• The nature of a relationship is dependent on the punctuation of the partners communication procedures: Both the talker and the receiver of information structure the communication flow differently and therefore interpret their own behaviour during communicating as merely a reaction on the other's behaviour (i.e. every partner thinks the other one is the cause of a specific behaviour). Human communication cannot be desolved into plain causation and reaction strings, communication rather appears to be cyclic.
  • Human communication involves both digital and analog modalities: Communication does not involve the merely spoken words (digital communication), but non-verbal and analog-verbal communication as well.
  • Inter-human communication procedures are either symmetric or complementary, depending on whether the relationship of the partners is based on differences or parity.

Publications

Watzlawick is author of 18 books (in 85 foreign language editions) and more than 150 articles and book chapters. Books he has written or on which he has collaborated include:

  • Pragmatics of Human Communication, 1967, OCLC 168614
  • Change (with John Weakland and Richard Fisch), 1974, OCLC 730810
  • How Real is Real?, 1976, OCLC 1818442
  • The Language of Change, 1977, OCLC 3609867
  • Gebrauchsanweisung für Amerika, 1978
  • The Situation is Hopeless, but not Serious, 1983, OCLC 9464987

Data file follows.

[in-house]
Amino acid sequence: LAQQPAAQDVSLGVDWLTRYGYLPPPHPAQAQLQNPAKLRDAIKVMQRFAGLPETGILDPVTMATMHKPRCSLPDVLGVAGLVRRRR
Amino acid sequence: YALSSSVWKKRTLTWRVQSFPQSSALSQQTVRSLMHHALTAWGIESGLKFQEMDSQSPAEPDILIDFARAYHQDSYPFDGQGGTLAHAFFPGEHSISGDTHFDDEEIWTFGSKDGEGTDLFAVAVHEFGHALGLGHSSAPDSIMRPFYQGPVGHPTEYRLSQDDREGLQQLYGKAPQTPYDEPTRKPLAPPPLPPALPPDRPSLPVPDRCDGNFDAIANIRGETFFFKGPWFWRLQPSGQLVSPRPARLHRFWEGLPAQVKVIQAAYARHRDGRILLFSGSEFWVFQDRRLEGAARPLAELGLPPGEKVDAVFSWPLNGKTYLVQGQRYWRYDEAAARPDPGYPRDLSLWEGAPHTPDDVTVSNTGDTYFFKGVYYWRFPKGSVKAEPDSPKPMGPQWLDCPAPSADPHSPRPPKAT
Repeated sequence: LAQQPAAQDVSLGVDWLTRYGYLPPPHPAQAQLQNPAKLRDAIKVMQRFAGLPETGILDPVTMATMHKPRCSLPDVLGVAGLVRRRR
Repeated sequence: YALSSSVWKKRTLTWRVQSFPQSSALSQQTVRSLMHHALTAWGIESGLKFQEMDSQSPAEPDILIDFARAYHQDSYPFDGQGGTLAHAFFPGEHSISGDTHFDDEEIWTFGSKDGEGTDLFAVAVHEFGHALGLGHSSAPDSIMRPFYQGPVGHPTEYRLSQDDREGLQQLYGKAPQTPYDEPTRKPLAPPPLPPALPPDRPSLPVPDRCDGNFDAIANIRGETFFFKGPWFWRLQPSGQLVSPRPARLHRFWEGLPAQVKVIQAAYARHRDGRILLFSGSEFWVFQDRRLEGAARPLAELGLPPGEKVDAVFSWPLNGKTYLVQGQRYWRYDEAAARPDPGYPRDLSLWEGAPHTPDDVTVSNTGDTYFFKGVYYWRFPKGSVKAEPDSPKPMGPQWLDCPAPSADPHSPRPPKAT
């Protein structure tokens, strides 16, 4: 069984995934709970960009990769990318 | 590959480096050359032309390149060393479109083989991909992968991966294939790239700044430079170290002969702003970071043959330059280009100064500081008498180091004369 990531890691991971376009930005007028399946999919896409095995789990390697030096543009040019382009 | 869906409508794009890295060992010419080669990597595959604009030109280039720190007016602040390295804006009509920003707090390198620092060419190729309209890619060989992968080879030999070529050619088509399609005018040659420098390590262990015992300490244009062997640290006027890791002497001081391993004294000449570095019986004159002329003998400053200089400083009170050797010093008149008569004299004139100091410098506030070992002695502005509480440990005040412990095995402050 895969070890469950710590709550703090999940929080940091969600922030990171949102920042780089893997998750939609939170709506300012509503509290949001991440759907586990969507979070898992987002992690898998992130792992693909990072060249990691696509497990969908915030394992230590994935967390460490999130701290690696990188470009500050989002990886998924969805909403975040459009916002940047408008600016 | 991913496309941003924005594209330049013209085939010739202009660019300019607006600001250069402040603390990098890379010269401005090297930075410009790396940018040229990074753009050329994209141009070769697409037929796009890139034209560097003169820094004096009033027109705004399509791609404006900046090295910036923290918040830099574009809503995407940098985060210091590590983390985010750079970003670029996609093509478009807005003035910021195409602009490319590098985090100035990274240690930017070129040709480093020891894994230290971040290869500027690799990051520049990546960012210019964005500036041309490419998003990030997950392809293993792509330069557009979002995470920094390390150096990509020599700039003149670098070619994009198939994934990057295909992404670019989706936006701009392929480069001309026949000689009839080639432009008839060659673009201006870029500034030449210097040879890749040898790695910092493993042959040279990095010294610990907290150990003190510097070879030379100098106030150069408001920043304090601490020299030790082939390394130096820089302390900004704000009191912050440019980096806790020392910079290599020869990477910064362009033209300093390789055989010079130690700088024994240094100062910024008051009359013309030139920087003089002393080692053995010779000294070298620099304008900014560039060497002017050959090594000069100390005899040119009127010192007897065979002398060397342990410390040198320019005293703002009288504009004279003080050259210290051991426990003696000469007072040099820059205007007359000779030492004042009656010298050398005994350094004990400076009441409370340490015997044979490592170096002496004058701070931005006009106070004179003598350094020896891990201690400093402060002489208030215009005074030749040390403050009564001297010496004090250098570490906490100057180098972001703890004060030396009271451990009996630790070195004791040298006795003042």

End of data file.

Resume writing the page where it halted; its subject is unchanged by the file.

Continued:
• The Invented Reality: How Do We Know What We Believe We Know? (Contributions to constructivism), 1984, OCLC 9412760
  • Ultra-Solutions, or, How to Fail Most Successfully, 1988, OCLC 16682320

Legacy

Paul Watzlawick theory had great impact on the creation of the four sides model by Friedemann Schulz von Thun.

See also

External links

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Simple English

Paul Watzlawick PhD (July 25, 1921March 31, 2007) was a theoretician in Communication Theory and Radical Constructivism. He also commented in the fields of family therapy and general psychotherapy. He lived and worked in California until his death in 2007 in Palo Alto.

He formulated 5 axioms. They are:

  1. It is not possible to not communicate. - Every behavior is some kind of communication.
  2. Every communication has a content. In addition, there is 'metainformation', which says how the communicator wants to be understood
  3. All parters involved in a communication process also interpret their own behaviour during communication
  4. Human communication involves both verbal and non-verbal communication. In addition to the spoken words, there are is also a non-spoken part (gestures, behavior, intonation..) which is part of the communication.
  5. Communication between humans is either symmertric or complementary. This is based on whether the relationship of those communicating is based on differences or parity

Works

Watzlawick is author of 18 books (in 85 foreign language editions) and more than 150 book articles and book chapters. Books he has written or on which he has collaborated include:

  • Invented Reality: How Do We Know What We Believe We Know? (Contributions to constructivism)
  • Pragmatics of Human Communication,
  • The Situation is Hopeless, but not Serious,
  • Ultra-Solutions: How to Fail Most Successfully,
  • How Real is Real?
  • "Change"
  • "The Language of Change"